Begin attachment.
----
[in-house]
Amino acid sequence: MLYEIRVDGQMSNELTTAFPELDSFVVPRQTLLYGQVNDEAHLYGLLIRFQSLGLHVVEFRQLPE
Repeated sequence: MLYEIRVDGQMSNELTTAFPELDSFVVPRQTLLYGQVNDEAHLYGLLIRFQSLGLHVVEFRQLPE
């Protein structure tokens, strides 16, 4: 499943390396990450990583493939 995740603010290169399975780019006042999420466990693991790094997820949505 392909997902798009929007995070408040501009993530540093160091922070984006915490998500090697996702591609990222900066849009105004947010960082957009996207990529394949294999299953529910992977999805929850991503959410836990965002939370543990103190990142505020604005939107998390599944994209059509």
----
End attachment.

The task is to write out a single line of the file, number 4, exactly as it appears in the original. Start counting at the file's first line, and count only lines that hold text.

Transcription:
């Protein structure tokens, strides 16, 4: 499943390396990450990583493939 995740603010290169399975780019006042999420466990693991790094997820949505 392909997902798009929007995070408040501009993530540093160091922070984006915490998500090697996702591609990222900066849009105004947010960082957009996207990529394949294999299953529910992977999805929850991503959410836990965002939370543990103190990142505020604005939107998390599944994209059509």